Leveraging Capital Assets to Create Value
(College Planning and Management, June 2011 - by Scott D. Miller and Marylouise Fennell)
Increasingly, campus facilities have become a barometer of an institution’s success. We’ve previously written about the need to leverage capital assets such as land and facilities to advance the institution as part of an overall strategic plan, especially when times are tough.
Writing in our book Presidential Perspectives (Aramark publications), our colleague Dr. Walter M. Bortz III, president-emeritus of Hampden-Sydney College in Virginia, states: “Ensuring that the campus has curb appeal and is filled with first-class technology, faculty and facilities helps to guarantee the necessary enrollment to keep the enterprise operational and growing.” Investment in the nonacademic environment is critical to remaining competitive.
Managing cost and risk are paramount factors when embarking on new capital projects, warns Dr. Michael Townsley, former college president and noted higher education consultant. He cautions that a sensible financial strategy requires
¨ Focusing resources on the main goal to be achieved by the project. Because planning assumptions may prove false, Dr. Townsley emphasizes that risk management means cutting the probability of failure while reducing risk. In our experience, here are several ways to offset debt and/or to reuse the project in another way to reduce capital and operating costs:
¨ Build with an alternate use. Contrary to myth, we don’t believe that all capital projects need to be put on hold until “times are better.” Rather than throwing up buildings randomly, though, we recommend that they be built with an alternative use because unlike in the movies, when you build it, they don’t automatically come.
Student residences, for example, can be designed as garden-style apartments for rental should enrollment fall. We also recommend:
Rent rather than build.
High commercial vacancy rates in many areas in today’s recessionary economy represent an opportunity for colleges to lease space in desirable areas at a competitive price, without the concurrent costs of upkeep. Also consider sharing space with other institutions.
Use underperforming facilities to build partnerships.
Entrepreneurial universities today are characteristically “aggressive and cooperative,” says Dr. William Flores, president of the University of Houston-Downtown, whose institution co-located a new campus in the northwest sector of that city at one of the state’s fastest-growing community colleges.
Land also represents a valuable institutional resource that cannot be allowed to become non-performing. Playing fields and courts, classrooms and performing arts facilities can become attractive venues for community groups and summer camps when classes are not in session. By recruiting users whose mission and goals are synergistic with that of the institution, colleges can create a “win-win” while advancing both enrollment and financial sustainability.
One type of public-private partnership with significant potential is mixed-use developments permitting commercial (retail) and/or private residential use of a portion of college-owned land, often along the perimeters of campus. President Joseph C. Rallo of Angelo State University, San Angelo, TX, a campus which has entered into agreements with commercial developers, points out that many institutions own tracts with unrealized potential that are not needed for future campus development.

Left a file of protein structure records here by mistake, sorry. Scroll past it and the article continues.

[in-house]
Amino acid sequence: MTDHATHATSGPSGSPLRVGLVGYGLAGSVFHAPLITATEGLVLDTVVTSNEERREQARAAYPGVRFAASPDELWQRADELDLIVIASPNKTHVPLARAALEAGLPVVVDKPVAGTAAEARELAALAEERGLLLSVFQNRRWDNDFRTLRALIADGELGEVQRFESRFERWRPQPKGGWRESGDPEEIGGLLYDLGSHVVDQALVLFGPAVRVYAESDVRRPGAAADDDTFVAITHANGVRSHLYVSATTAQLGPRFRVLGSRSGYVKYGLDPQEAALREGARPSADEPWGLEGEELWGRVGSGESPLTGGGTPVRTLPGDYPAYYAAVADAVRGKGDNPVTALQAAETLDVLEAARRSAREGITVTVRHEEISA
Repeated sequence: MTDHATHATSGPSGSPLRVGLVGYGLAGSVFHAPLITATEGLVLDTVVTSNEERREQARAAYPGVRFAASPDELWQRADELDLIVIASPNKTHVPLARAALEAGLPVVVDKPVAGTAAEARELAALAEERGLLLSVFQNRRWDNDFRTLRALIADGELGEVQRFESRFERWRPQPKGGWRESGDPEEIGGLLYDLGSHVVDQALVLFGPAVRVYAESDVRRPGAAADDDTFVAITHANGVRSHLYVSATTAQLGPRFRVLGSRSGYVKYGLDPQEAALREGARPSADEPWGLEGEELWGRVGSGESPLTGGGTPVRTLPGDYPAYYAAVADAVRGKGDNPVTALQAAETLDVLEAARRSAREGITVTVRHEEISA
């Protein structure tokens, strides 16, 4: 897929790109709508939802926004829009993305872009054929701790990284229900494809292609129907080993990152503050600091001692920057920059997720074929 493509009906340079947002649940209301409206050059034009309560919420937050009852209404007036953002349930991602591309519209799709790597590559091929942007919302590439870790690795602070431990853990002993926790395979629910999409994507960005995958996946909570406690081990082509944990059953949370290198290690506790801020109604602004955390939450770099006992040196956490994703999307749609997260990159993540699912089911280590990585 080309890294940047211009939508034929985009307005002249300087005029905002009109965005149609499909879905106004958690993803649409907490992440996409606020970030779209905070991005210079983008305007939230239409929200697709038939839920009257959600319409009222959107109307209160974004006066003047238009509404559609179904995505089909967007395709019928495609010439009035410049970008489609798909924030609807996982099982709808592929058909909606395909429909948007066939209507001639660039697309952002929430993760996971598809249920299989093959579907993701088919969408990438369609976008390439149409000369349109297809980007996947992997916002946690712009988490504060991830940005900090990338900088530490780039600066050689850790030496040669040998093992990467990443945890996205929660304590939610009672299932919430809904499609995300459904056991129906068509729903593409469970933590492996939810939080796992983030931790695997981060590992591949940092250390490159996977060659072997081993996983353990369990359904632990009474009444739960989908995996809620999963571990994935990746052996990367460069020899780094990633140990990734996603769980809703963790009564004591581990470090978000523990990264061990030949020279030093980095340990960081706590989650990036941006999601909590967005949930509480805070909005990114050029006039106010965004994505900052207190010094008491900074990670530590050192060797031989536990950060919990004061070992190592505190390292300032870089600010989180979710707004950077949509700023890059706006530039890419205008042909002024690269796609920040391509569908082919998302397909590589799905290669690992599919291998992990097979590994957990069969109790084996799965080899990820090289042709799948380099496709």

“Given the uncertainties of future university funding, a mixed-use project can be an attractive entrepreneurial approach for others to explore,” Dr. Rallo writes in Presidential Perspectives.
Seek synergistic leasebacks and business partnerships.
Leaseback arrangements in which institutions work with private investors to establish a separate entity to purchase land, construct facilities and in some cases, manage them, can offer tax and other advantages while creating access to new funding sources. Likewise, many institutions have formed business partnerships with companies to build research labs, retail business and other facilities that benefit both the institution and the business partner.
Often, the “old reliables” of financing capital construction—bonds, loans, gifts and higher tuition—are insufficient to offset either the costs or the risks of needed capital investment. Joining the “arms” (facilities) race demands that presidents find ways to remain competitive while meeting rising student, family and community expectations and leveraging costs.
# # # #
Dr. Scott D. Miller is President of the College and M.M. Cochran Professor of Leadership Studies at Bethany College in West Virginia. Now in his third college presidency, he has served as a CEO for 20 years.
Dr. Marylouise Fennell, RSM, a former president of Carlow University in Pittsburgh, PA, is senior counsel for the Council of Independent Colleges (CIC) and a partner in Hyatt Fennell, Higher Education Services-The TCR Group
They have collaborated on six books, including “President to President: Views on Technology in Higher Education” (2010) and “Presidential Perspectives: Economic Prosperity in the Next Decade” (2010.) Both serve as consultants to college presidents and boards.